He trails off questioningly, then gestures down at his huge frame: “I can’t really hide,” he says, with a self-deprecating laugh, “I mean, literally I can’t.” Many newfound pop stars adjust to celebrity instantly, swanning off into the VIP zone, and happily leaving real life behind. Rory Graham is not one of them.
Growing up in Uckfield, 20 miles inland from Brighton, Rory Charles Graham’s parents split up when he was “five or six”. Thereafter, he lived with his mother, but his father, a blues buff who ran a music shop and played guitar on an amateur level, turned him on to music in absentia. “Dad left most of his record collection in our house, in this little box room,” Graham recalls. “The room had a little record player in it as well – a beautiful old valve one with a wooden cabinet, made in ’ 53. I was probably only about 10, maybe even younger, when I started sitting in that room, just picking out records, absolutely fascinated by it. I mean, who wouldn’t be fascinated by hearing John Lee Hooker for the first time? It was like, ‘Fuckin’ ’ell!’” By his mid-teens he’d discovered music of his own – hip-hop, after seeing Roots Manuva on Later… With Jools Holland, and drum’n’bass, thanks to the scene kicking off in Brighton in the early noughties. Aged 15, he cut his teeth as an MC on his mates’ junglist pirate station in Uckfield. “And you can’t get much more urban than that!” he grins. Moving to Brighton to get more involved musically, he joined hip-hop crew Rum Committee, who would support visiting rap luminaries such as KRS-One and Pharoahe Monch, but parallel to this, Graham had inched his way into a solo guise. Back in January ’ 05, he’d celebrated his 20th birthday with his dad at a blues hootenanny, he recalls, in “a shithole of a pub in East Grinstead. He’d heard me sing, and talked me into getting up. I was quite pissed – just the necessary amount to not be frightened.” Wowing the older clientele with his elemental voice, he was duly encouraged by his dad to play guitar, and write. He’d meekly show up at open-mic nights, and even cut a few records locally as Rag’n’Bone Man, but he still had a day job, as a carer for kids with Asperger and Down syndromes. “My sister has Down’s,” he explains, “so I automatically knew other families with Down’s children, and just naturally fell into that job.” On top of helping his single mum cope with his sibling’s disability, at work his physical presence was apparently often called upon, to help restrain teenage Asperger’s sufferers during their many anxiety attacks and tantrums. His big break in music came in 2013, when he cut a dazzlingly layered vocal-only track called Reuben’s Train with a guy he knew from school called Mark Crew, who concurrently happened to be producing Bastille’s Bad Blood. As that album went supernova, Crew got to set up his own Best Laid Plans label, and promptly signed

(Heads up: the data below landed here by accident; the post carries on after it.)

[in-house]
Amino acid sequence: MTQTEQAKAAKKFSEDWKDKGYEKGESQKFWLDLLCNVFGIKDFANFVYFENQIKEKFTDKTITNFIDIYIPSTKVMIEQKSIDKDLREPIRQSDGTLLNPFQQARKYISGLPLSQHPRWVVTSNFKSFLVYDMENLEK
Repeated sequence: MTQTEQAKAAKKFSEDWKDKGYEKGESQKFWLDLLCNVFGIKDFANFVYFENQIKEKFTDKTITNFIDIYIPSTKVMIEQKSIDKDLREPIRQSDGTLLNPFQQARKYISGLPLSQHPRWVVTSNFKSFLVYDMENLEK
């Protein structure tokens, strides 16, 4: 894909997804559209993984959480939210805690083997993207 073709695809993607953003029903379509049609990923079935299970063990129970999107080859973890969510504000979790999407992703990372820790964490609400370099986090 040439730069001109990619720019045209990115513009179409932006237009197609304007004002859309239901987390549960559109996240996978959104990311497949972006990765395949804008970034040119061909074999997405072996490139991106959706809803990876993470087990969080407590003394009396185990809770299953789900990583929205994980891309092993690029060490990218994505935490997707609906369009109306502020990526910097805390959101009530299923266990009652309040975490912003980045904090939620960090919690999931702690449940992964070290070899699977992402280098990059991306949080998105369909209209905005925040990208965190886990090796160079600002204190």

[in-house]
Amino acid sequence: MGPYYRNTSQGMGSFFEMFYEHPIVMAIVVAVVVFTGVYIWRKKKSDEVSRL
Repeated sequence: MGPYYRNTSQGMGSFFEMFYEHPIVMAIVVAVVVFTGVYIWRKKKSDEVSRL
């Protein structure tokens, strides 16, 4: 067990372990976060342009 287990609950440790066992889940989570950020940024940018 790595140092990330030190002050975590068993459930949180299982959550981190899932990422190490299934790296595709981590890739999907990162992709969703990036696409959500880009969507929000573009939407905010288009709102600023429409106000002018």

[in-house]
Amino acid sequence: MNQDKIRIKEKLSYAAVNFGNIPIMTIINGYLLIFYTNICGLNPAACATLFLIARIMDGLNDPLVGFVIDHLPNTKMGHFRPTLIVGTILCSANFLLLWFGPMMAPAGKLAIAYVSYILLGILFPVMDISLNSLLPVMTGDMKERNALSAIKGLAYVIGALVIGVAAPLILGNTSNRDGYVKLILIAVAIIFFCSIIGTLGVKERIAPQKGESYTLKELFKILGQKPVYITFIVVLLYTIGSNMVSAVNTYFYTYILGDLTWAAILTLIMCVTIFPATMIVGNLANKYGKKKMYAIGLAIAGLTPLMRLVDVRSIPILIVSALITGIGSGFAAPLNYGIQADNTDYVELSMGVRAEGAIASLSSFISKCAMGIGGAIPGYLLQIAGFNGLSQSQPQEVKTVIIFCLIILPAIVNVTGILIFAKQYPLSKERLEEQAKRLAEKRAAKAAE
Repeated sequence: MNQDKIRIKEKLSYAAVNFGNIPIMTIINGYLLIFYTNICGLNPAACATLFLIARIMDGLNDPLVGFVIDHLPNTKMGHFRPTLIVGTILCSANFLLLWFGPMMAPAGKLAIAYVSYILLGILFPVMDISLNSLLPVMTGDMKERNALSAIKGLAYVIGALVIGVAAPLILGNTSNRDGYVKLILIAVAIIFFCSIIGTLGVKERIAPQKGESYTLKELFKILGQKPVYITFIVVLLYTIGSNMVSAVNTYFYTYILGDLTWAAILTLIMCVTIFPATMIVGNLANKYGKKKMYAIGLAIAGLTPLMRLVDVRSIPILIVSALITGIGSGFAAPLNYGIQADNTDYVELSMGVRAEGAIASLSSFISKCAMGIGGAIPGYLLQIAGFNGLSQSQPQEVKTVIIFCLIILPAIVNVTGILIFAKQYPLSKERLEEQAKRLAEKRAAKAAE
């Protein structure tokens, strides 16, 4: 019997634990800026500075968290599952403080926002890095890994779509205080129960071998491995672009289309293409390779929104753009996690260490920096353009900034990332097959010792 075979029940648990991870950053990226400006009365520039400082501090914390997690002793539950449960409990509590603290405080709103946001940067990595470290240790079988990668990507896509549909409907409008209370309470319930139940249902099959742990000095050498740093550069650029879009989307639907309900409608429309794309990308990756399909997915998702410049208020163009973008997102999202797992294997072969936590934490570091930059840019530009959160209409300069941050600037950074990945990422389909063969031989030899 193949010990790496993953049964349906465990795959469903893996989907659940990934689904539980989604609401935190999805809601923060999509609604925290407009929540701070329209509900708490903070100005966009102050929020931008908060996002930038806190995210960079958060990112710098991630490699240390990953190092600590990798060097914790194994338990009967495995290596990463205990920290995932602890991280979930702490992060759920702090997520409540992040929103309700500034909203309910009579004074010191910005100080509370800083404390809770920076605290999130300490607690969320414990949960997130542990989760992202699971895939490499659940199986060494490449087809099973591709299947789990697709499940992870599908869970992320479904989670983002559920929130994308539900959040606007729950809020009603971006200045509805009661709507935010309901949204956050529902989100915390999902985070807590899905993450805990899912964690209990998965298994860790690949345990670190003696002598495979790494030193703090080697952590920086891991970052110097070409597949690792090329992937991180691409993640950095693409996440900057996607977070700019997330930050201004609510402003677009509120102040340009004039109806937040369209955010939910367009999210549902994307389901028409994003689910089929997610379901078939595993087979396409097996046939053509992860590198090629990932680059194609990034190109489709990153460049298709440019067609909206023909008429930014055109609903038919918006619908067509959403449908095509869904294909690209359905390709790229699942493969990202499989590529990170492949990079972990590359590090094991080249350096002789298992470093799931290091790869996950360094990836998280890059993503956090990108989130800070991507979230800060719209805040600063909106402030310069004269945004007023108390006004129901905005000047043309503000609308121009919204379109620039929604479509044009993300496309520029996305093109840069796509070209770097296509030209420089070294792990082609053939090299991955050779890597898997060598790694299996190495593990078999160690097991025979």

“I DON’T THINK I WAS FULLY PREPARED FOR HOW MUCH PEOPLE RECOGNISE YOU ALL THE TIME… SO YOU KIND OF WANT TO COCOON YOURSELF, BUT THAT’S KIND OF IMPOSSIBLE.”
Rag’n’Bone Man, also fixing him up with a lucrative publishing deal so he could go full-time. In 2014, his nine-track Wolves EP mixed blues and nu-soul with hi-tech beats and occasional bursts of MC-ing, and Graham’s agreement with Crew was duly extended into a contract with Sony, but initially the label weren’t quite sure what to do with him. He didn’t really fit in, and ultimately the credits for Human would list three separate production teams, including Crew’s, and numerous co-writers – hardly a recipe for a cohesive, successful album. The magic ingredient was hiding in plain sight – the mild-mannered Graham himself.
On 15 May, 2013 at Brighton’s Concorde 2, a Rag’n’Bone Man solo gig supporting heritage hip-hop act Slum Village suffered an embarrassing technical hitch, as Graham’s DJ, his only partner onstage, “fucked it up, and suddenly there was nothing for me to sing to.” One can only imagine Graham’s sense of panic. “Someone shouted, ‘Do an a cappella!’” he recalls, “and the only thing I could think of was In My Time Of Dying.” This is an old gospel tune, best known for being covered (at considerable length) by Led Zeppelin on 1975’ s Physical Graffiti, but he knew it from an old 45 of his dad’s by bluesman Josh White. On paper, its morbid subject matter was hardly tailor-made for pacifying a restless party-rap audience, but that night Graham discovered that his voice alone could silence a room, and bridge any perceived gap between genre and generational taste. Some sceptics have painted him as a voice in need of artistic direction – possessor of a titanic natural gift, which, if channelled correctly, has earth-moving potential. But that is to overlook the songs on Human, all of which, bar Die Easy, originated with Graham himself but were later sculpted alongside more experienced tunesmiths (including Ben Ash, co-author of Sam Smith’s Money On My Mind). At least two of these have connected with people to an extraordinary degree internationally. If one thing unites his compositions, it’s a sense of empathy. Rather than explicitly exorcising the ghosts of his childhood, his lyrics are more about identifying with the suffering in others, having gone through a parental divorce himself.